Below you’ll find descriptions of every Daily Do published this week. As you visit each Daily Do or reflect on one you engaged with during the week, think about how the phenomenon and discussion supports create opportunities for students to engage in meaningful science learning even at a distance from school.
The COVID-19 global pandemic has led to major changes in our everyday lives. The biggest changes for students are likely staying home from school and no longer being able to spend time with extended family and friends.
Elementary Task. Why do we all have to stay home? engages students and their families in the practice of Developing and Using Models and discussion to figure out how social distancing (and shelter in place) slows the spread of the coronavirus. This task is part of a coronavirus lesson for elementary students which can be found here.
Secondary Task. This activity for secondary students (also relying heavily on the Washington Post virus simulator) is written for students to use independently, with prompts to engage in individual and shared thinking about the effect of social distancing on slowing the spread of the coronavirus. Families (including students’ parents and guardians) or pairs/groups of students in touch virtually (by internet or phone) could also complete the activity together
Today’s task explores something many students and families are familiar with – eggs! This task, What’s in an Egg?, engages students in the practices of Asking Questions and Planning and Carrying Out Investigations to figure out why some eggs produce chickens (or other living things) and some do not. This task has been modified from its original design in order to be used by students, parents, and teachers in distance and home learning. While students could complete this task independently, we encourage students working virtually with peers or in the home with family members. The complete collection of supporting resources for this task can be found on the NSTA website.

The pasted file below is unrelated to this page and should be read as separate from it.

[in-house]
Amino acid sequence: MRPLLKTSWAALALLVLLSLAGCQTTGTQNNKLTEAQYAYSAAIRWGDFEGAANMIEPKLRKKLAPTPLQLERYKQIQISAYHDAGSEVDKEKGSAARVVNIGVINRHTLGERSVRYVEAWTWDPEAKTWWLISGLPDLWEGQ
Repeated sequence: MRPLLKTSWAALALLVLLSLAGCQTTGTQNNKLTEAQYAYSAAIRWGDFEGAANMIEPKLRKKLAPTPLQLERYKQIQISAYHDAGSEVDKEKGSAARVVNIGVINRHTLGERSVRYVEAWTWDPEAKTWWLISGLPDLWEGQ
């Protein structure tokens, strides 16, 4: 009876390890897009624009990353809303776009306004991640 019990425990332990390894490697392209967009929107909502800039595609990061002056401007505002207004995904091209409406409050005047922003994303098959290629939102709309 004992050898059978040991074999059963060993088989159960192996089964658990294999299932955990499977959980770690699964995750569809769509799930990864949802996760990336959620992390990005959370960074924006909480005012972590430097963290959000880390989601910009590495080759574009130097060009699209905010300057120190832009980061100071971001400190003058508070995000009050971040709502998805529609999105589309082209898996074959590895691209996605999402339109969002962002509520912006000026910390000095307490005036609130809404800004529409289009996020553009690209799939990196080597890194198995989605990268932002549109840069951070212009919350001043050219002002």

“What’s the weather like today?” Most of us think about the weather every day. It informs the choices we make like what to wear and how we’re going to get to school, work or the store (walk, bike, take the bus). We might not notice it, but we think about climate a lot, too. We may make a plan to visit someplace new at a particular time of year to help ensure we’ll experience the weather we want or wait excitedly for warm months to swim and play outside.
In today’s task, How do we find patterns in weather?, students and their families read the NSTA eBook Thinking Like a Scientist: Investigating Weather and Climate which engages them in science and engineering practices and the use of patterns as a thinking tool (crosscutting concept) to figure out science ideas about weather and how patterns of weather determine the climate of an area.
Shadows are very popular in children’s literature. Characters try to reconnect with a shadow like Peter Pan; or, the Boy Who Wouldn’t GrowUp, try to lose a shadow which is difficult when Nothing Sticks Like a Shadow, and watch Shadows that break loose, unwind, stretch, stir and branch out upon waking. Young people – and likely many adults – are intrigued by shadows.
In this task, Why is my shadow always changing?, NSTA Press author Page Keeley shares strategies for using formative assessment probes to engage students in productive talk and science and engineering practices to figure out why shadows change size. These strategies can be used in the classroom and at home to make students’ thinking visible which can both drive students to investigate their own ideas and question and guide educators in planning instruction.
I recently came across an activity where a spinal cord was represented using candy. I can only imagine how excited the students must feel while completing this project, but I am wondering if it truly led to a better understanding of the material for the students? —F., North Dakota